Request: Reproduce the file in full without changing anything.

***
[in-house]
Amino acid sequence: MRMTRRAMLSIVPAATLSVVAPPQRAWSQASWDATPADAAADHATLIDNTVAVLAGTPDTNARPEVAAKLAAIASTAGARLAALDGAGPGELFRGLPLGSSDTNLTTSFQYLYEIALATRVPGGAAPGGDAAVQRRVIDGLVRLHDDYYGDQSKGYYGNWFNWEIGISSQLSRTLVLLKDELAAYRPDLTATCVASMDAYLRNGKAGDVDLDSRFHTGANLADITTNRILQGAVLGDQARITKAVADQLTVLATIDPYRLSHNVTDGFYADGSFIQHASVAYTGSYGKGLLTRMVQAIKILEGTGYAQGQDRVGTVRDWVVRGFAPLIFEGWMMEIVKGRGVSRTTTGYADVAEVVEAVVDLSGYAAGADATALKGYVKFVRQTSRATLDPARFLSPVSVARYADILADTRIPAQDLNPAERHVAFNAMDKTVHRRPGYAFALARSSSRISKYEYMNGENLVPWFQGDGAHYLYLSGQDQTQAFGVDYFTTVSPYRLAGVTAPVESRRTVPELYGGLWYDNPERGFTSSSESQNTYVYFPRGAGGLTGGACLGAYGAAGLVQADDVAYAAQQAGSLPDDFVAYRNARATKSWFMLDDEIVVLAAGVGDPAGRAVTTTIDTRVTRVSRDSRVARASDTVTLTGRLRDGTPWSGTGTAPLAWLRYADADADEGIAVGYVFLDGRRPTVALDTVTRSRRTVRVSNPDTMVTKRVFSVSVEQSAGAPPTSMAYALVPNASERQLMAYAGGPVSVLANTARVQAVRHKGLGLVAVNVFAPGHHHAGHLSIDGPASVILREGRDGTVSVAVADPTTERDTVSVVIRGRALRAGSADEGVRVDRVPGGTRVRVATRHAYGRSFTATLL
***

[in-house]
Amino acid sequence: MRMTRRAMLSIVPAATLSVVAPPQRAWSQASWDATPADAAADHATLIDNTVAVLAGTPDTNARPEVAAKLAAIASTAGARLAALDGAGPGELFRGLPLGSSDTNLTTSFQYLYEIALATRVPGGAAPGGDAAVQRRVIDGLVRLHDDYYGDQSKGYYGNWFNWEIGISSQLSRTLVLLKDELAAYRPDLTATCVASMDAYLRNGKAGDVDLDSRFHTGANLADITTNRILQGAVLGDQARITKAVADQLTVLATIDPYRLSHNVTDGFYADGSFIQHASVAYTGSYGKGLLTRMVQAIKILEGTGYAQGQDRVGTVRDWVVRGFAPLIFEGWMMEIVKGRGVSRTTTGYADVAEVVEAVVDLSGYAAGADATALKGYVKFVRQTSRATLDPARFLSPVSVARYADILADTRIPAQDLNPAERHVAFNAMDKTVHRRPGYAFALARSSSRISKYEYMNGENLVPWFQGDGAHYLYLSGQDQTQAFGVDYFTTVSPYRLAGVTAPVESRRTVPELYGGLWYDNPERGFTSSSESQNTYVYFPRGAGGLTGGACLGAYGAAGLVQADDVAYAAQQAGSLPDDFVAYRNARATKSWFMLDDEIVVLAAGVGDPAGRAVTTTIDTRVTRVSRDSRVARASDTVTLTGRLRDGTPWSGTGTAPLAWLRYADADADEGIAVGYVFLDGRRPTVALDTVTRSRRTVRVSNPDTMVTKRVFSVSVEQSAGAPPTSMAYALVPNASERQLMAYAGGPVSVLANTARVQAVRHKGLGLVAVNVFAPGHHHAGHLSIDGPASVILREGRDGTVSVAVADPTTERDTVSVVIRGRALRAGSADEGVRVDRVPGGTRVRVATRHAYGRSFTATLL